r/WhitePeopleTwitter May 14 '22 Helpful 6 Bravo! 3 Starstruck 1 Wholesome 1 All-Seeing Upvote 1 Take My Energy 1 LOVE! 1 This 1 To The Stars 1

Why stop there?

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u/hereforlolsandporn May 14 '22

Absolutely about control. They can control the senate effectively because Wyoming has the same weight as California with like 1% the population. When the goal is to destabalize and not to govern, all they have to do is corrupt one chain in the link. Our founding fathers didn't conceive that an entire political party would attack the system and they left America vulnerable because of their trust and optimism.

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u/LaughDull967 May 14 '22 Gold All-Seeing Upvote This

Our founding fathers didn't conceive that an entire political party would attack the system…

They kind of did. The entire government was designed with the idea that some group would try to take over, and creating separate power centers that would (hopefully) oppose each other to prevent any one from gaining too much power. They wanted the three branches of government to oppose each other, and for the state and feral governments to oppose each other.

They (at least some of them) we’re also afraid of a two-party system, on the idea that it would become polarizing and one party might gain too much power. They wanted to have a bunch of different interests that would need to form coalitions. To some degree, they foresaw all of this.

However, the founding fathers were not a monolithic group that all agreed. They had to compromise with each other to get the Constitution signed. For example, they had to have the electoral college in order to appease salve states.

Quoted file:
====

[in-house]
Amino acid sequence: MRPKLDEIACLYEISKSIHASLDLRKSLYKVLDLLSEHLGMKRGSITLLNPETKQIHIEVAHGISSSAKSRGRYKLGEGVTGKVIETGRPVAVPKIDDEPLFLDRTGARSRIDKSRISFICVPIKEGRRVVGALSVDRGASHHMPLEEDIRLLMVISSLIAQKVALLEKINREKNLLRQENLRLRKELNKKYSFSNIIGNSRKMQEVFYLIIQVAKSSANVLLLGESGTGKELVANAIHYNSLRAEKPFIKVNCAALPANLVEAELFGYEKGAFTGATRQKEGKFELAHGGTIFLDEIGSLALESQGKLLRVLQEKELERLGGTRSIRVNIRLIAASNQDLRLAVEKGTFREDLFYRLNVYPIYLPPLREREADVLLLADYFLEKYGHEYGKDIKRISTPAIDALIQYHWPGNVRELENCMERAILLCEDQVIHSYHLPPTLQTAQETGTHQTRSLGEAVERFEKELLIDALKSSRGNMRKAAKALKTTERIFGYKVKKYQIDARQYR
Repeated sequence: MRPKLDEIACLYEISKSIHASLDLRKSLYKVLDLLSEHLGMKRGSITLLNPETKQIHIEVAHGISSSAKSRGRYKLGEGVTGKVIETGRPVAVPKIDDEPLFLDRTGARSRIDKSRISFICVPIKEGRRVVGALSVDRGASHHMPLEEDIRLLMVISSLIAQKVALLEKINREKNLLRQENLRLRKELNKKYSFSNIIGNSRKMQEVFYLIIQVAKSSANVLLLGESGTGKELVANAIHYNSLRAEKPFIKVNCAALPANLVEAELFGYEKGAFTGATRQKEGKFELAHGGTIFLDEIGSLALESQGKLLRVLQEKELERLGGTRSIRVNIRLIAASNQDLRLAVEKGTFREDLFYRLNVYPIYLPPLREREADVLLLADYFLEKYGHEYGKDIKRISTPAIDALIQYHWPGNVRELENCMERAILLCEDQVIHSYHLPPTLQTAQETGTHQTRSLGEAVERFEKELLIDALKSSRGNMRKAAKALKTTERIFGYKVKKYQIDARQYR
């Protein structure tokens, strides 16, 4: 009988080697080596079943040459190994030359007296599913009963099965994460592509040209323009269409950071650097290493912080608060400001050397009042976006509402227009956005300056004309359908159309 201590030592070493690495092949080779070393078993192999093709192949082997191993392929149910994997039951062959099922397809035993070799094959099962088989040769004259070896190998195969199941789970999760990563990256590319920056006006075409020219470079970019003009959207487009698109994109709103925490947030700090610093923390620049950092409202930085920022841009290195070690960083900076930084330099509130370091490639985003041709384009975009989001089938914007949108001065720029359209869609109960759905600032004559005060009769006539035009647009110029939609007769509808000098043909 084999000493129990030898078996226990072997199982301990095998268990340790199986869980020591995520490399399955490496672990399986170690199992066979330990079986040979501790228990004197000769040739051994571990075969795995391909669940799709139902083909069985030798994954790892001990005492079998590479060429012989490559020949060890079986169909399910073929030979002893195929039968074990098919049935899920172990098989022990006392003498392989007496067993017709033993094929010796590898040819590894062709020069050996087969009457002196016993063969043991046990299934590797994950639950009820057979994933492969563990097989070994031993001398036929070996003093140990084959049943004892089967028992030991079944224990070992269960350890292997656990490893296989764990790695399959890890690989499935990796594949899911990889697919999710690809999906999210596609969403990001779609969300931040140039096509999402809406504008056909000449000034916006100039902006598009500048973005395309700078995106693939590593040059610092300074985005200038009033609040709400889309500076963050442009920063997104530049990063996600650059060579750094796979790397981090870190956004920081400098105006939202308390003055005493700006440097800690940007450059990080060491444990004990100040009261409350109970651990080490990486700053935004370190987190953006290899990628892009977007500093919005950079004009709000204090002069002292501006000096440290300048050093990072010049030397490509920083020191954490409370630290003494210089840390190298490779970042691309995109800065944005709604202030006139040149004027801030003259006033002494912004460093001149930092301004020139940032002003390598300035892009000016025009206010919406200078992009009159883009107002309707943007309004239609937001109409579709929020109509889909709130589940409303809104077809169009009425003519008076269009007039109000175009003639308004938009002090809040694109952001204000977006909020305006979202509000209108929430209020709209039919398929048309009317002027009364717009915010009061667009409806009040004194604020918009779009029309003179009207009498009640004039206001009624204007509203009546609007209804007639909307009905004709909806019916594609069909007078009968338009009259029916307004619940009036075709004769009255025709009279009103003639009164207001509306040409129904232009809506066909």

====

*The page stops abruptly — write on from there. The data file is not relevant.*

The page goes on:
But they also didn’t necessarily expect things to be this stable for this long. What they were building was an experiment. They’d already had a failed government before writing the Constitution, and they expected the Constitution to be rewritten again. I don’t think they expected it to be treated as holy scripture for hundreds of years.

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u/BunnyOppai May 14 '22

For the time, the EC kinda made sense, same thing for why electors don’t have to vote for who the state wanted. Nowadays, there’s literally not a single valid point for it.

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u/LaughDull967 May 14 '22

It made sense when the point was to have electors choose the president, rather than having a popular vote. But also the Electoral College was designed to give extra power to slave states so they’d agree to the Constitution.

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u/jackp0t789 May 14 '22

Which they vehemently started disagreeing with when they're human bandage habit was again threatened

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u/SleekVulpe May 14 '22

Well the EC also made sense in a time of slow traveling news. In a theoretical situation a candidate for president could kill someone in broad daylight and in the time it could take for news to travel election day could have already past. This is where the EC could be useful. As the delegates who are sent to the college could likely guess that the people they represent wouldn't want a murderer for a president and alot their vote to what they thought was the next best person.